Gladys Liu and the ‘agent of foreign influence’ elephant in the room

September 19, 2019
Scott Morrison, Gladys Liu and Josh Frydenberg.

The most farcical side of the parliamentary banter between the Coalition and Labor regarding politicians’ ties to Chinese billionaires and government “agents of foreign influence” is not the pot-calling-the-kettle-black nature of their posture. It is that both studiously avoid mentioning the elephant in the room — the deeply entrenched corporate corruption of parliament and the state apparatus.

The corporate rich not only have 24/7 access to ministers, premiers and prime ministers but also to senior bureaucrats and military chiefs — powerful unelected figures who more often than not remain when governments change.

The corporate rich do not need to hand over Aldi bags stuffed with money. A few words whispered at a cocktail party or exclusive club often does the job. When that doesn’t work, an angry phone call usually does.

And if anyone dares to even slightly go against the interests of the billionaire class, they are promptly reminded of the golden chain that enslaves the supposedly “democratic” state to the rich: If you don’t do what we want, we will take our money elsewhere.

We saw this play out earlier this year when WA Environment Protection Authority chair Tom Hatton proposed that large resource projects be "zero-carbon”, with multinational companies exploiting the state’s resources being required to dedicate a tiny fraction of their huge profits towards carbon offsets.

This mild measure would have cost US energy giant Chevron just 2.16% of the combined cash surplus from its giant Gorgon and Wheatstone LNG projects.

Resource corporations, however, would have none of it. They yanked the golden chain and Labor Premier Mark McGowan promptly fell into line, burying his own environmental watchdog’s proposal.

But if the issue is “foreign” influence, UNSW academic Clinton Fernandez has suggested more attention be paid to the much bigger and more aggressive foreign influence of the United States.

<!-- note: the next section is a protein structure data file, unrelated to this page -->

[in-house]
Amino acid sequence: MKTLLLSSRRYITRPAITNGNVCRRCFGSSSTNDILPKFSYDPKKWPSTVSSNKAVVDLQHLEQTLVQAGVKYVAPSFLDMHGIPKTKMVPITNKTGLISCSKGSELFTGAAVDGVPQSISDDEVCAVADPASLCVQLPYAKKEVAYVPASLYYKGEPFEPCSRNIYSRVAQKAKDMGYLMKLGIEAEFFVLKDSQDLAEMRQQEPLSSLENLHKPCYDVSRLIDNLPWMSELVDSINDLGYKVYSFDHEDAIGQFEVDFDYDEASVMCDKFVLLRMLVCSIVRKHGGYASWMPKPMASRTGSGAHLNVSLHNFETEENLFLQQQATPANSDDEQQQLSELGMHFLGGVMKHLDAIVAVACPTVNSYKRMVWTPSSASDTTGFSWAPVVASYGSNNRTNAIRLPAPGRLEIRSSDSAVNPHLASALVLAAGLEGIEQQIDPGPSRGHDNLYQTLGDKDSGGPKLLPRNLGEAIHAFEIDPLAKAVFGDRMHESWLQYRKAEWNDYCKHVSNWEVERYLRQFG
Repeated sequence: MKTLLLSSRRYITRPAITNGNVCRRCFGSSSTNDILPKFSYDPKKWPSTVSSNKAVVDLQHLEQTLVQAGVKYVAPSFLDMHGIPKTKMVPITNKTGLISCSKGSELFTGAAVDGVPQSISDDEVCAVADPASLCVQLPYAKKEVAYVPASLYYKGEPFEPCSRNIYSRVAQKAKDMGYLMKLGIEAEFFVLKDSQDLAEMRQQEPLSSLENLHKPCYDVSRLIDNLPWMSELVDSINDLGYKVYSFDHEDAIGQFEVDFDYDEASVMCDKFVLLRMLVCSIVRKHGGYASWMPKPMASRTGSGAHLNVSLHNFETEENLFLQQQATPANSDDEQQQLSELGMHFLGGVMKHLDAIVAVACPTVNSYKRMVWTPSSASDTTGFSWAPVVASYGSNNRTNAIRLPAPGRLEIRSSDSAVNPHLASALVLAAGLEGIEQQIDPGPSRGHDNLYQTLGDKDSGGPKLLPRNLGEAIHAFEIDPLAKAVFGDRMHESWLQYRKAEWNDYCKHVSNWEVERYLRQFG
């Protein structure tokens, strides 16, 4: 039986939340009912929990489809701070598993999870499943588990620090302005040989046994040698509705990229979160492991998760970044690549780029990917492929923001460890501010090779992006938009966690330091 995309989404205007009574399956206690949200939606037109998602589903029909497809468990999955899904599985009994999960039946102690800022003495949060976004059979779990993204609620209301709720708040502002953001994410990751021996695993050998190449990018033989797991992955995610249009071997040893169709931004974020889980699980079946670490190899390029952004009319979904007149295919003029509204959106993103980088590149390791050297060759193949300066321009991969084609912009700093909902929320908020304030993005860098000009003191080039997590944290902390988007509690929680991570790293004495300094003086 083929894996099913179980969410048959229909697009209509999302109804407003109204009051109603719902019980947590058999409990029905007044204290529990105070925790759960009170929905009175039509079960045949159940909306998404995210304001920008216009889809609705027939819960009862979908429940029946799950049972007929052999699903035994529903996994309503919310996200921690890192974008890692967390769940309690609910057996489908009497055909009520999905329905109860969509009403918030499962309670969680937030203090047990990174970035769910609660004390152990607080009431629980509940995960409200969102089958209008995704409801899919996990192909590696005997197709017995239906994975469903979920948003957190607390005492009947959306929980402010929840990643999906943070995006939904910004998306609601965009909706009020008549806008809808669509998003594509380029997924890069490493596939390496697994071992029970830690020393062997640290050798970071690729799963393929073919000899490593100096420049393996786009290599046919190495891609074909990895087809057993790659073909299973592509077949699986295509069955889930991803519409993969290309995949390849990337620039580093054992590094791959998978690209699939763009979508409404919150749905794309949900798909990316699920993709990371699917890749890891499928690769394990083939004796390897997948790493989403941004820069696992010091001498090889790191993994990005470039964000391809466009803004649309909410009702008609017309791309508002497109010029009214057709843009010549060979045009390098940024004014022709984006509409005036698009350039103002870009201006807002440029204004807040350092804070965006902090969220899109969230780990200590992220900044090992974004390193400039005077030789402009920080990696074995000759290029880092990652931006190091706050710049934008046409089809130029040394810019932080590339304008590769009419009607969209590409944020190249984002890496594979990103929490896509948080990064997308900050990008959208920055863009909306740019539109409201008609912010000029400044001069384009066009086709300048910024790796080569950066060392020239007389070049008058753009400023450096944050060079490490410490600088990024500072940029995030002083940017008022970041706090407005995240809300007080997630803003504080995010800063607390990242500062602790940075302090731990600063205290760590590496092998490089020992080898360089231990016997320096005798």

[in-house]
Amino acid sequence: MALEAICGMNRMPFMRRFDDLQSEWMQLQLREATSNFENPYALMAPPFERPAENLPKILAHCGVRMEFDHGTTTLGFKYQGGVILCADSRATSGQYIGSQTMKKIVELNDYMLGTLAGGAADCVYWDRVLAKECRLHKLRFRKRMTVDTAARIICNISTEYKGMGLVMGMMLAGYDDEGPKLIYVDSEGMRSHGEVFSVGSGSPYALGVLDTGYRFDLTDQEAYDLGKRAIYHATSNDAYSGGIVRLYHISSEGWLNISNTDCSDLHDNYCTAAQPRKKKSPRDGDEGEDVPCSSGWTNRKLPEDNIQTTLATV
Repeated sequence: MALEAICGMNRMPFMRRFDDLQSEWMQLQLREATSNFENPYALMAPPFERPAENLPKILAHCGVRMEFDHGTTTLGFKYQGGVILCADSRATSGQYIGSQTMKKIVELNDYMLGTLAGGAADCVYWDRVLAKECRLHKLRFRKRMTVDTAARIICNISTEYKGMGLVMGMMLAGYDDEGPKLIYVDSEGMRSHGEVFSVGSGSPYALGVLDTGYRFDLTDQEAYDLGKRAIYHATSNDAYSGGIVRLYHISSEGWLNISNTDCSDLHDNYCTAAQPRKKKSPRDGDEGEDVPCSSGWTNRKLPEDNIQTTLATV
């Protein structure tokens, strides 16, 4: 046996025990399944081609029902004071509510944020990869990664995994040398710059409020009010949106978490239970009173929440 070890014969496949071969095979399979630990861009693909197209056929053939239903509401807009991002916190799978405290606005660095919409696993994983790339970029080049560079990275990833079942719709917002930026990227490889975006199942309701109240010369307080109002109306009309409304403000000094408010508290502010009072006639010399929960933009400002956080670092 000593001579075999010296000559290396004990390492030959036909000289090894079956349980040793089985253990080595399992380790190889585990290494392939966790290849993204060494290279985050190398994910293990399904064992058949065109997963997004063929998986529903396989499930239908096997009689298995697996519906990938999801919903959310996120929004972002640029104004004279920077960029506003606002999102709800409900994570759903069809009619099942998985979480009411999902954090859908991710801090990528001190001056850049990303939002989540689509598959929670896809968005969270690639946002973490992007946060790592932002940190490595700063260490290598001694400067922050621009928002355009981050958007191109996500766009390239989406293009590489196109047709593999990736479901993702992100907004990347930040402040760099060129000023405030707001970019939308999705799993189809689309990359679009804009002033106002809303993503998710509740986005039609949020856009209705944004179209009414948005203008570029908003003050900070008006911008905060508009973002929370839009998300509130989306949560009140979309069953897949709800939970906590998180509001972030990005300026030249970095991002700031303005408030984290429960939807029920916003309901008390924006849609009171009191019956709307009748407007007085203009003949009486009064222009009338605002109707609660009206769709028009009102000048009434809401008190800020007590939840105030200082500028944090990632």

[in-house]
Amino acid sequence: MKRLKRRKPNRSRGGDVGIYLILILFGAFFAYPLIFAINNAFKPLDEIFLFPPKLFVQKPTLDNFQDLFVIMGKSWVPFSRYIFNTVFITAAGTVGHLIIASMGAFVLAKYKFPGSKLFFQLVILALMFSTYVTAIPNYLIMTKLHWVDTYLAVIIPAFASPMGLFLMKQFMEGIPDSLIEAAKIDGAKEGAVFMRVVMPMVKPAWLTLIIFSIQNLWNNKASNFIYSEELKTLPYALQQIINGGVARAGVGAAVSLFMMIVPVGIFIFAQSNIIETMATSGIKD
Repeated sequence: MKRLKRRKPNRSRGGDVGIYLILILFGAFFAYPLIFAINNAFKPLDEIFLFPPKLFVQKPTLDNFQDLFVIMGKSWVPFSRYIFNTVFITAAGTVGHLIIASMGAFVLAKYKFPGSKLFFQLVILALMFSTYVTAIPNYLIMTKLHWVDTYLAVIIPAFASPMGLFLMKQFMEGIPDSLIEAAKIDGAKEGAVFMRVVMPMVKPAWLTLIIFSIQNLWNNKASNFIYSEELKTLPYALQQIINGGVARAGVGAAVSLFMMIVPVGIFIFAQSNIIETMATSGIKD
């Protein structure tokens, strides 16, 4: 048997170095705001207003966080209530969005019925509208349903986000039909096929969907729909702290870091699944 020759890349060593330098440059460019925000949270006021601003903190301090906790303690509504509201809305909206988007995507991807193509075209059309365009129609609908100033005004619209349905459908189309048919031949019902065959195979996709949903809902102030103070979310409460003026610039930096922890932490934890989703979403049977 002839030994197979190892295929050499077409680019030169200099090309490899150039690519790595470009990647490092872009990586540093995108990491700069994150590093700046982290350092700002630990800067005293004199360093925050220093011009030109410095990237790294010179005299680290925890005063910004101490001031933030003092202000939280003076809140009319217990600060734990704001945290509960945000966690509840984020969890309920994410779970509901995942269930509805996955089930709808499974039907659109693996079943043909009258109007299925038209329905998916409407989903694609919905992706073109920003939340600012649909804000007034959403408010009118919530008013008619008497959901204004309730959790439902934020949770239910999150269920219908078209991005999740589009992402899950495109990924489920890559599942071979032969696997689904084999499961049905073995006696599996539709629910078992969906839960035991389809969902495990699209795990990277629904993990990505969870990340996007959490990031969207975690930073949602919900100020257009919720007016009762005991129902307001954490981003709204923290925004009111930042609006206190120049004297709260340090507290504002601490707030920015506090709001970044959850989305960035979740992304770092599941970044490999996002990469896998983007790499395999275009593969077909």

When the United States asked Australia to join its new military intervention in the Persian Gulf, Prime Minister Scott Morrison jumped on board straight away. The federal Labor “opposition” quickly followed suit.

Both parties get millions of dollars in corporate donations, particularly from US-owned companies.

Fernandez notes that 15 of the 20 biggest corporations in Australia are majority US-owned, while another three are 25-49% US-owned.

The 18 companies are: CBA, CSL, BHP, Westpac, NAB, ANZ, Woolworths, Wesfarmers, Macquarie Group, Rio Tinto, Woodside Petroleum, Goodman Group, Scentre Group, Unibazl-Rodamco-Westfield, Newcrest Mining, Transurban, Telstra and Brambles.

On top of this, there is the revolving door between politics and corporate boards, which has seen numerous former ministers, senior state bureaucrats and military chiefs serve on the boards or as lobbyists for these corporate agents of influence.

Capitalism is as brazen in its hypocrisy as it is in its systemic corruption. That is why politicians and the corporate media refuse to mention this elephant in the room.

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